8 Aristotle, “Politics”, Book 3, Part IX, http://classics.mit.edu/Aristotle/politics.mb.txt

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1.4. Ethics and Politic

In his political learning, Aristotle doesn`t exclude ethic. He talks about the state and the society in which people have and where the purpose is the happy life of the people and the goal is good that needs to be pursued.

“There is a point nearly allied to the preceding: Whether the virtue of a good man and a good citizen is the same or not. But, before entering on this discussion, we must certainly first obtain some general of the virtue of the citizen. Like the sailor, the citizen is a member of a community. Now, sailors have different functions, for one of them is a rower, another a pilot, and a third a look-out man, a fourth is described by some similar term; and while the precise definition of each individual's virtue applies exclusively to him, there is, at the same time, a common definition applicable to them all. For they have all of them a common object, which is safety in navigation. Similarly, one citizen differs from another, but the salvation of the community is the common business of them all. This community is the ; the virtue of the citizen must therefore be relative to the constitution of which he is a member. If, then, there are many forms of government, it is evident that there is not one single virtue of the good citizen which is perfect virtue. But we say that the good man is he who has one single virtue which is perfect virtue. Hence it is evident that the good citizen need not of necessity possess the virtue which makes a good man.

The same question may also be approached by another road, from a consideration of the best constitution. If the state cannot be entirely composed of good men, and yet each citizen is expected to do his own business well, and must therefore have virtue, still inasmuch as all the citizens cannot be alike, the virtue of the citizen and of the good man cannot coincide. All must have the virtue of the good citizen- thus, and thus only, can the state be perfect; but they will not have the virtue of a good man, unless we assume that in the good state all the citizens must be good.

Again, the state, as composed of unlikes, may be compared to the living being: as the first elements into which a living being is resolved are and body, as soul is made up of rational principle and appetite, the family of husband and wife, property of master and slave, so of all these, as well as other dissimilar elements, the state is composed; and, therefore, the virtue of all the citizens cannot possibly be the same, any more than the excellence of the leader of a chorus is the same as that of the performer who stands by his side. I have said enough to show why the two kinds of virtue cannot be absolutely and always the same.”9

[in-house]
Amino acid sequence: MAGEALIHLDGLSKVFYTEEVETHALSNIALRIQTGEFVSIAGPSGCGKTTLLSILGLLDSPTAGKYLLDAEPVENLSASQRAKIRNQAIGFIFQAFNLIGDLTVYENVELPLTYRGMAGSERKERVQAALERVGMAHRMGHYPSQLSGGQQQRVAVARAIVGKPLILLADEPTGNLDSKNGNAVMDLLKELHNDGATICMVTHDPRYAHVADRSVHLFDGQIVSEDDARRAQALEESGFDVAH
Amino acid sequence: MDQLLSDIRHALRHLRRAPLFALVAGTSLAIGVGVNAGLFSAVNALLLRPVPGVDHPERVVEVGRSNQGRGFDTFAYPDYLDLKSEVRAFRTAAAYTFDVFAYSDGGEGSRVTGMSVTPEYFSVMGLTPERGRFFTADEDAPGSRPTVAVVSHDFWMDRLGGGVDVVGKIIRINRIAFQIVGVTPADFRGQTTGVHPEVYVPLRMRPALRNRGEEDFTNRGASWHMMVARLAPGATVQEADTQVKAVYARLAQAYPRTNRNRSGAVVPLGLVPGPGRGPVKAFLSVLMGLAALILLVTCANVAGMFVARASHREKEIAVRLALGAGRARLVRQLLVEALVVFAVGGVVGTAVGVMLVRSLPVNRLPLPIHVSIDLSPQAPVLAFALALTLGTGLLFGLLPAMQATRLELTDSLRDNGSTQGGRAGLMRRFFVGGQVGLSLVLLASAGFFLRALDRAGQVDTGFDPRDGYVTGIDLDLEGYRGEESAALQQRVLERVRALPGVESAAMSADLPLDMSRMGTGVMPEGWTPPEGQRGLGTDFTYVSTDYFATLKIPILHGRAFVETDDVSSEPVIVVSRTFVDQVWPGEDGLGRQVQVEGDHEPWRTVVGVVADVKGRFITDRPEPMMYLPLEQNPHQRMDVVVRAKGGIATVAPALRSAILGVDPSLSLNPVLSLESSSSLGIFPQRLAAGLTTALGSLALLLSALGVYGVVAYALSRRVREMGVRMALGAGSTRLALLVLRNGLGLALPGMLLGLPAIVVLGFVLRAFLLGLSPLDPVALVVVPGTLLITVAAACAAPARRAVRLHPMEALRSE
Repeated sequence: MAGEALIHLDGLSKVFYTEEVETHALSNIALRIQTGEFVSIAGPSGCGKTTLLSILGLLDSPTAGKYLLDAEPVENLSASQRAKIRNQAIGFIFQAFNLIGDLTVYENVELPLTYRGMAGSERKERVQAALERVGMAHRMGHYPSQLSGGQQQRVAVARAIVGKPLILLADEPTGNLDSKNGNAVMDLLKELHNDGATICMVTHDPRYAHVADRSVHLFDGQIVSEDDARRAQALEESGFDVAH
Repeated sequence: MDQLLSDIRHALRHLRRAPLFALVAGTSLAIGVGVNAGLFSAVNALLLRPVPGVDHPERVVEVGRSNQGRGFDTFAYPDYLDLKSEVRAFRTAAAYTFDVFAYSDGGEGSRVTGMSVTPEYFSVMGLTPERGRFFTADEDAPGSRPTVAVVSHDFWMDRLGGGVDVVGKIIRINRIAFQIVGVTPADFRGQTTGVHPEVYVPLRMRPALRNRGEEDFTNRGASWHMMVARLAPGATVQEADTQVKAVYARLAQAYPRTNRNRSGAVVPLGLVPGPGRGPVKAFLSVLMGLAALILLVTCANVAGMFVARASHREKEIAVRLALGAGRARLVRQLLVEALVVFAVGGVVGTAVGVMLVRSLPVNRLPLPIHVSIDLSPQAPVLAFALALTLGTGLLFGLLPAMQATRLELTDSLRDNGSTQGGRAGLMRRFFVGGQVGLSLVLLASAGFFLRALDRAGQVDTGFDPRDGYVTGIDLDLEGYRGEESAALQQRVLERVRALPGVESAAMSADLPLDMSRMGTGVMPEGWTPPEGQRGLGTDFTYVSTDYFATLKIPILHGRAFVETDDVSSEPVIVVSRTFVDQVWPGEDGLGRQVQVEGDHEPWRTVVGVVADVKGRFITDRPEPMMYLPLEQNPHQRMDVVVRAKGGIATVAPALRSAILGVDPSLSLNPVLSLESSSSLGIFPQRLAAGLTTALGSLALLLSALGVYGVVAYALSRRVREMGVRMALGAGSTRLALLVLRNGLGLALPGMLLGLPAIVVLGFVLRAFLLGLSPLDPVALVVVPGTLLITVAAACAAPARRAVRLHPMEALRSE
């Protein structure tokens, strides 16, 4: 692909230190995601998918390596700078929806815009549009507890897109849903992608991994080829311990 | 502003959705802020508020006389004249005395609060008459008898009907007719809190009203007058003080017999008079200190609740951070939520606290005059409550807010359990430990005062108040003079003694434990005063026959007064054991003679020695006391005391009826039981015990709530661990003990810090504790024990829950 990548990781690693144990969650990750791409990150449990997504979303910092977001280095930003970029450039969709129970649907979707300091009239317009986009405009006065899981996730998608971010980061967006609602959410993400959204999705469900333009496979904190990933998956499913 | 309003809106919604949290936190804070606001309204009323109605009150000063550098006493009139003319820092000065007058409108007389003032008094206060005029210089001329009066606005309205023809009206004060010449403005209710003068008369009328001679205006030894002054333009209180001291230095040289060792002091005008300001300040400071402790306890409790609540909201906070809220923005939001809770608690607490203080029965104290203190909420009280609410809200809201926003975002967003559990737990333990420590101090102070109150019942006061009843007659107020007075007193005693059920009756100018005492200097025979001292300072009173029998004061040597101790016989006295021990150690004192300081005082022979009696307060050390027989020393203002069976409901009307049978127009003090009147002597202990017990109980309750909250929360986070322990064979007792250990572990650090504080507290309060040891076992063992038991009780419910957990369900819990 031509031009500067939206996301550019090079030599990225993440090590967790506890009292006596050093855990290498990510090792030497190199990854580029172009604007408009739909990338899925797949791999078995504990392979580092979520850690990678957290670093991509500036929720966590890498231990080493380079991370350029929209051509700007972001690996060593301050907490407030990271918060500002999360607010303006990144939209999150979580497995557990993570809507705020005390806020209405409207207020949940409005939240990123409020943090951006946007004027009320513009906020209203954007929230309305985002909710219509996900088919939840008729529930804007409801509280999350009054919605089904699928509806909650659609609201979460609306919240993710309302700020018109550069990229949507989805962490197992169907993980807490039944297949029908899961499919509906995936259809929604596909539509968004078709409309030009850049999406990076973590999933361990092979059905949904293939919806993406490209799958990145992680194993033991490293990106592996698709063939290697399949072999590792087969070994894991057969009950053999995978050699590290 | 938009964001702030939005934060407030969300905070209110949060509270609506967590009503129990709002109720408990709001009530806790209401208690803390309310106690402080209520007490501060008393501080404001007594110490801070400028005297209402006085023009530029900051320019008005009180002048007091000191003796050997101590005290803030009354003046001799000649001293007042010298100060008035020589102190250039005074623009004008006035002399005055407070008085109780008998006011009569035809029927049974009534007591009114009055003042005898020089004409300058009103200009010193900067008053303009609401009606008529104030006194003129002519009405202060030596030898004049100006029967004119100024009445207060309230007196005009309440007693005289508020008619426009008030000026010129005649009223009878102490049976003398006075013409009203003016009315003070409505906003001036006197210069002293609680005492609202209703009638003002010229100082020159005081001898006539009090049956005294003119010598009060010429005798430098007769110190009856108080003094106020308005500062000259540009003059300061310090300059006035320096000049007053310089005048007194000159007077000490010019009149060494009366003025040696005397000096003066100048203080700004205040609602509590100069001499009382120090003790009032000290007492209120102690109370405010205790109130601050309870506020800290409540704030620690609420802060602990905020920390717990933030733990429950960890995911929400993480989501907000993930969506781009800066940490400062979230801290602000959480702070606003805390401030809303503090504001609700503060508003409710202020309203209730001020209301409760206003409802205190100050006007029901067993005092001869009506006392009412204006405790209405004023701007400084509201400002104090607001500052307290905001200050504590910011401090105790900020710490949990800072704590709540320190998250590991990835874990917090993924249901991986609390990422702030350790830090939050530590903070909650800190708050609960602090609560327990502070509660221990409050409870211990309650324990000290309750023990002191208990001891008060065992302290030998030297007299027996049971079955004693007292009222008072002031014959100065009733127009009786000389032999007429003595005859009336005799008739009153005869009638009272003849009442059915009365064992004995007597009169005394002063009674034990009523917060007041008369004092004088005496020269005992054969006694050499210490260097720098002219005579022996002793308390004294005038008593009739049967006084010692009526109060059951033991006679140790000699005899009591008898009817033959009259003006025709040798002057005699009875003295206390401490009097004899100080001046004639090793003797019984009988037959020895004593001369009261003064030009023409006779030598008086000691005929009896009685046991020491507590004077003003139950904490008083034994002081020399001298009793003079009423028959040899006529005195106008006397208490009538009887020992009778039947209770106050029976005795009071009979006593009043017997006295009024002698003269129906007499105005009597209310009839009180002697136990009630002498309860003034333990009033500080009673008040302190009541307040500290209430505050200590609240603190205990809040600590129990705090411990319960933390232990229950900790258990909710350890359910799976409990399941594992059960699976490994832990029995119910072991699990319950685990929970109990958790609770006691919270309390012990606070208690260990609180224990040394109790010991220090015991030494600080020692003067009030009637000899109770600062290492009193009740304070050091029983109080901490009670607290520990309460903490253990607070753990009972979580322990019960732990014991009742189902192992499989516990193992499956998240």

Aristotle creates a more realistic picture of the state then Plato, who speaks about the idea of an ideal state. Aristotle speaks in the spirit of his time and about the relatively best state. Also, what is an important issue in Aristotle's notion is the property rights and creation of the middle class, unlike Plato, who is prone to extreme laissez-faire . If Aristotle offers a broad more pragmatic image than Plato, he doesn`t separate the ethical values of the policy because the policy is the most

9 Aristotle, “Politics”, Book 3, Part IV, http://classics.mit.edu/Aristotle/politics.mb.txt

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exalted science. In this sense, he speaks of a kind of utilitarian of good for all citizens. Happy life in his case is not only an idea as for Plato, but a model by which to be guided by practical life (praxis). In this sense Aristotle's political doctrine is actually the backbone of modern political science.

1.5. Conclusion

What conclusion can we draw today? Is it possible to apply some of Aristotle's principle of political philosophy in the time in which we live? Certainly we can`t accept the principle of slavery, but a state that cares about the happiness of their citizens certainly can. Certainly what we should strive for is ethics which is related to policy. has resentment to Aristotle the institute of slavery and somewhat rigid attitudes towards women. It should take into account the that Aristotle created his teachings at a time when the political turmoil within the ancient world was conditioned to frequent conflicts. His attitude to "slavery" and women's rights is actually a reflection of the spirit of time ancient Greek polis and every serious discusses his own in accordance of the spirit of the in which she or he .